I wanted to give people a glimpse into what it was like at the 4000 PV level and what my experience was. Although Amway and WWDB apologists will claim this doesn't happen, or that it doesn't happen anymore, I have reasons to believe that very little has changed in WWDB since I was an IBO. The only major difference was that we did call in and product pick up back then. Apparently, some WWDB leaders still talk about buying homes in cash and teaching the same old stuff.

How many hours per week did I work? I would say up to 30 hours a week was spent on business related issues. Granted, product pick up consumed an entire afternoon and evening, generally on Thursdays. I would have to call in my order to the platinum and then pick up the stuff on Thursday afternoon. Then I had to rush home and distribute the stuff to my downline. My upline platinum was not good at filling orders so it was a real pain. I'd say pick up and associated paperwork costed me maybe 8 hours a week. One good benefit today is that Amway issues the bonuses. In the old days, you as an upline had to do so. (This is an area where I agree that Amway made good progress) I did hear though, that WWDB still has call in and pick up for standing orders and such. If this is true, then they undid the progress that Amway had made. Also, as a up and coming leader, my platinum expected me to absorb some of the cost of returned tools, such as absorbing losses if someone on standing order quit. (Brad Duncan cut a true north tape at the time that basically said IBOs absorb the cost of standing orders for downlines who quit)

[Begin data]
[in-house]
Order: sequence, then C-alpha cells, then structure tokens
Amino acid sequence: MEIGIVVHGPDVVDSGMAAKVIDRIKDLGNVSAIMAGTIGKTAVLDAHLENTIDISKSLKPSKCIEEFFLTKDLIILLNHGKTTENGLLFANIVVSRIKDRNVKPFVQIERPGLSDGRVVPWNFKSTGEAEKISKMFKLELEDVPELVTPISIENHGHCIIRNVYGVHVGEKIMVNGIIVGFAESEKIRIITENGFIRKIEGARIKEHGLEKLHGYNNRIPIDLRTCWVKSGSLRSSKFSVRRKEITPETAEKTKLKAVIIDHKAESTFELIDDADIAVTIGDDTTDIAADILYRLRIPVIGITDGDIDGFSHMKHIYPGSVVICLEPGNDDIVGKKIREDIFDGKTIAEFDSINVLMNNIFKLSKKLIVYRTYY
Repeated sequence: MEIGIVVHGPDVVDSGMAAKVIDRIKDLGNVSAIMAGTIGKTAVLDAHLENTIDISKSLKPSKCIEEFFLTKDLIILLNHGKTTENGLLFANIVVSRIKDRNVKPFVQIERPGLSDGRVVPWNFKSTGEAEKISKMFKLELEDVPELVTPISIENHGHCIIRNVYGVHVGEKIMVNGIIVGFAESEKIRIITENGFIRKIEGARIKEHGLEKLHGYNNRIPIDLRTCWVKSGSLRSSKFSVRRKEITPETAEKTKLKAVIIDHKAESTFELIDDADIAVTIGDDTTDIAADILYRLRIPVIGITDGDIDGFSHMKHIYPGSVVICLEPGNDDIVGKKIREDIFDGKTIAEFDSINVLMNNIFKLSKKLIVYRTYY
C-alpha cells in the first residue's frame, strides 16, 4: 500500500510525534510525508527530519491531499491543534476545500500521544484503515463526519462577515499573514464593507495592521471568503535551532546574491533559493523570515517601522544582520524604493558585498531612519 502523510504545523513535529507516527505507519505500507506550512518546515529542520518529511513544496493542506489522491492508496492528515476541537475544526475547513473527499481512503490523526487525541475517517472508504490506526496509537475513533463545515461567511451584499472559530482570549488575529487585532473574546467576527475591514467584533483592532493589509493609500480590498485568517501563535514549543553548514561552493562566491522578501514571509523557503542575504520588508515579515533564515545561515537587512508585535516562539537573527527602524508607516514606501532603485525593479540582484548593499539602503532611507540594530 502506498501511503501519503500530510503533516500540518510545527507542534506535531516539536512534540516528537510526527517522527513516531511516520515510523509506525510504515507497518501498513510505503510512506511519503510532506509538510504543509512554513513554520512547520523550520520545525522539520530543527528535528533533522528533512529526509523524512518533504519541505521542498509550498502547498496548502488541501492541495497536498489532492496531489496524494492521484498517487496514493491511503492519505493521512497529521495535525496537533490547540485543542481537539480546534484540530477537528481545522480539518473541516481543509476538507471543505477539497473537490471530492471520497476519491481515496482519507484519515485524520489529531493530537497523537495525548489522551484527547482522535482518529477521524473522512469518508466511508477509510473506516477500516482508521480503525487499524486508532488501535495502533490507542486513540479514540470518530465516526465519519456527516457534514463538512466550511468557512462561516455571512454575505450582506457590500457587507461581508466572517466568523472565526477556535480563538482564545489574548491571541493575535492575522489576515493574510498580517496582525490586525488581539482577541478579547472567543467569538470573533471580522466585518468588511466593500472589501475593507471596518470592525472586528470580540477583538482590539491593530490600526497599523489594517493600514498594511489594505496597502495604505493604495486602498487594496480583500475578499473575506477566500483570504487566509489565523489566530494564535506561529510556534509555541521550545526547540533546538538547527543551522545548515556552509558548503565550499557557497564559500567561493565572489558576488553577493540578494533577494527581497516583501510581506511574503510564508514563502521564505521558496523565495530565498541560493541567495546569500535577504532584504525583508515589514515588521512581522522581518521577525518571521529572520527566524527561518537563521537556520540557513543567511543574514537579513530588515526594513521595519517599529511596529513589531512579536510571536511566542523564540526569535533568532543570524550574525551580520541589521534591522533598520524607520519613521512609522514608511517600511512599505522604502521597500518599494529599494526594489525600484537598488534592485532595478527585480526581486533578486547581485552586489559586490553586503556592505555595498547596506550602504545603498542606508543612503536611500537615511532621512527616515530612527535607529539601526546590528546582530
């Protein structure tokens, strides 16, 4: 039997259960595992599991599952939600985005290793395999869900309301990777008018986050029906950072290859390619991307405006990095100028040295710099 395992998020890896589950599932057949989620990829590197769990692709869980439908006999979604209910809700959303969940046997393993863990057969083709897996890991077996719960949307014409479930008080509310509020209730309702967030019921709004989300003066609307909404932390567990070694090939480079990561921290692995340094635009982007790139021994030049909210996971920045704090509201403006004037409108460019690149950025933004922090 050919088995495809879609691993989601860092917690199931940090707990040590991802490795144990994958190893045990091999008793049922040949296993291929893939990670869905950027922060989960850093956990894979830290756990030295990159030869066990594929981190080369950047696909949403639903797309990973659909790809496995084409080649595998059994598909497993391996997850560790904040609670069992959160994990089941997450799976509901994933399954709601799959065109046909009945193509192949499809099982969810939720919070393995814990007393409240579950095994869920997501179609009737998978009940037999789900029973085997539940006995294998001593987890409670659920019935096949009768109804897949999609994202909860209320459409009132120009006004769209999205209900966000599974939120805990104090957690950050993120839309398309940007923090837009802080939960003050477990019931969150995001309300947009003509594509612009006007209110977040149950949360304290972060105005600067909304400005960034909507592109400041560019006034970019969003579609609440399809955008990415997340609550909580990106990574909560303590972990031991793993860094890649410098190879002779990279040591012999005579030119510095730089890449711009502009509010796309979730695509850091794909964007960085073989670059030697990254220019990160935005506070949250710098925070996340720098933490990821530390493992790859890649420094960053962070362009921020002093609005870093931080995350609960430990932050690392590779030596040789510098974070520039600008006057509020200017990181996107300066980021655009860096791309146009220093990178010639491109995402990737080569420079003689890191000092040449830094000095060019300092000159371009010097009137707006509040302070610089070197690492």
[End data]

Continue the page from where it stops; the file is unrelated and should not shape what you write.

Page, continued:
As a 4000 pin, I had to show the plan or attend plans for my frontline, if the platinum was showing the plan. I'd say 4 nights per week we showed the plan for a downline or a downline in depth. Of course after the plan, we might "hang out" with downline and have some night owl teaching. Some people call this association or whatever. Depending on the length of the drive, this might take 3-4 hours 4 nights per week. Sometimes it was shorter when you had no shows.

We counseled with downline and upline. I spent some individual time with my upline and also with downline who wanted one on one time to get ideas on how to improve their Amway business. We looked over their group parameters and of course, tools flow. There was a WWDB counseling sheet for this purpose. Looking back, I"m not sure what this really accomplished except for the big pins to know which leaders are selling the most tools.

Then we had open meetings and functions. One local function each month and generally one or two open meetings where a diamond or emerald would show the plan. Of course, my sponsor (platinum) did not feel right unless he augmented our function with his own night owl meetings. We also had three long distance functions on the mainland. These functions were (at the time) called Leadership, Family Reunion and Free Enterprise day. Being from Hawaii, these functions costed me, as a single, at least $1,000 or more for each trip because it was airfare during peak travel times, hotel, rental cars and the function ticket. I hate to think what couples paid.

Because of my status as up and coming leader, I had the privilege of attending special meetings where our diamond would teach or show house plans. I even had the honor or driving the diamond to a house plan. Damn, how can anyone live without such an honor?